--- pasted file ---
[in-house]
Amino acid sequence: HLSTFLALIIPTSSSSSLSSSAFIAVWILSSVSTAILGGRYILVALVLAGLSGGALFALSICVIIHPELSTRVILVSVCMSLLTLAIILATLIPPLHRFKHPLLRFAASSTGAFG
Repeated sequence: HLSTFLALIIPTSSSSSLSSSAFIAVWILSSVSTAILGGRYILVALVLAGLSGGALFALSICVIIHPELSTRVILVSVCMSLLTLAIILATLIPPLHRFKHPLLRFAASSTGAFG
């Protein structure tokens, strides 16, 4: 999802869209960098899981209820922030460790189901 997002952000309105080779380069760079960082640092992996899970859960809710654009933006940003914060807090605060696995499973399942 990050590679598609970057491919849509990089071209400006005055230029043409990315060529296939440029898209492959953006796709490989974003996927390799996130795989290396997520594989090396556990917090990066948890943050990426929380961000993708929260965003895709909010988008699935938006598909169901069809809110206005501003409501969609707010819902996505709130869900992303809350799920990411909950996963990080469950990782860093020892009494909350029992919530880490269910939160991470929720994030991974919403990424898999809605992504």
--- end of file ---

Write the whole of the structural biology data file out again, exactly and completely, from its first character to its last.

[in-house]
Amino acid sequence: HLSTFLALIIPTSSSSSLSSSAFIAVWILSSVSTAILGGRYILVALVLAGLSGGALFALSICVIIHPELSTRVILVSVCMSLLTLAIILATLIPPLHRFKHPLLRFAASSTGAFG
Repeated sequence: HLSTFLALIIPTSSSSSLSSSAFIAVWILSSVSTAILGGRYILVALVLAGLSGGALFALSICVIIHPELSTRVILVSVCMSLLTLAIILATLIPPLHRFKHPLLRFAASSTGAFG
């Protein structure tokens, strides 16, 4: 999802869209960098899981209820922030460790189901 997002952000309105080779380069760079960082640092992996899970859960809710654009933006940003914060807090605060696995499973399942 990050590679598609970057491919849509990089071209400006005055230029043409990315060529296939440029898209492959953006796709490989974003996927390799996130795989290396997520594989090396556990917090990066948890943050990426929380961000993708929260965003895709909010988008699935938006598909169901069809809110206005501003409501969609707010819902996505709130869900992303809350799920990411909950996963990080469950990782860093020892009494909350029992919530880490269910939160991470929720994030991974919403990424898999809605992504």